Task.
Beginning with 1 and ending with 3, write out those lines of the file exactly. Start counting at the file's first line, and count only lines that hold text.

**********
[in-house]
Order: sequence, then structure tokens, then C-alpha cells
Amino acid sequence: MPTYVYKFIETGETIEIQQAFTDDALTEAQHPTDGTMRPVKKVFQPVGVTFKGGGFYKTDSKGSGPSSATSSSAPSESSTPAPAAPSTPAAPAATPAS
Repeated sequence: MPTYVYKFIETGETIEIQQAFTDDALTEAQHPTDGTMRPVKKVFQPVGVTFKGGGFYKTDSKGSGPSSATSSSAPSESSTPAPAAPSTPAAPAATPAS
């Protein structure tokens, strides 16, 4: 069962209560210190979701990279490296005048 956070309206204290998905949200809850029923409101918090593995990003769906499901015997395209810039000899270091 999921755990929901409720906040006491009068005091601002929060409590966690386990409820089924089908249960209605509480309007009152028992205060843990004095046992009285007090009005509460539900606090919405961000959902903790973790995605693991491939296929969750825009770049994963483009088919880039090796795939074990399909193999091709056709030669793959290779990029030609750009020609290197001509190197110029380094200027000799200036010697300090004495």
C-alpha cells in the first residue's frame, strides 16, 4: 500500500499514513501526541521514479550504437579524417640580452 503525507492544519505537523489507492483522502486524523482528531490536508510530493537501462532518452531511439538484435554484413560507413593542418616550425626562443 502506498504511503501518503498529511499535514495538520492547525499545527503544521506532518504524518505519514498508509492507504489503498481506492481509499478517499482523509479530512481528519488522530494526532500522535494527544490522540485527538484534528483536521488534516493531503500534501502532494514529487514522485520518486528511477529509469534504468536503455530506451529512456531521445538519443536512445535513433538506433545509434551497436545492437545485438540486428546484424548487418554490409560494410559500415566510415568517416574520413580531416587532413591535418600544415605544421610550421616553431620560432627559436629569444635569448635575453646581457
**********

[in-house]
Order: sequence, then structure tokens, then C-alpha cells
Amino acid sequence: MPTYVYKFIETGETIEIQQAFTDDALTEAQHPTDGTMRPVKKVFQPVGVTFKGGGFYKTDSKGSGPSSATSSSAPSESSTPAPAAPSTPAAPAATPAS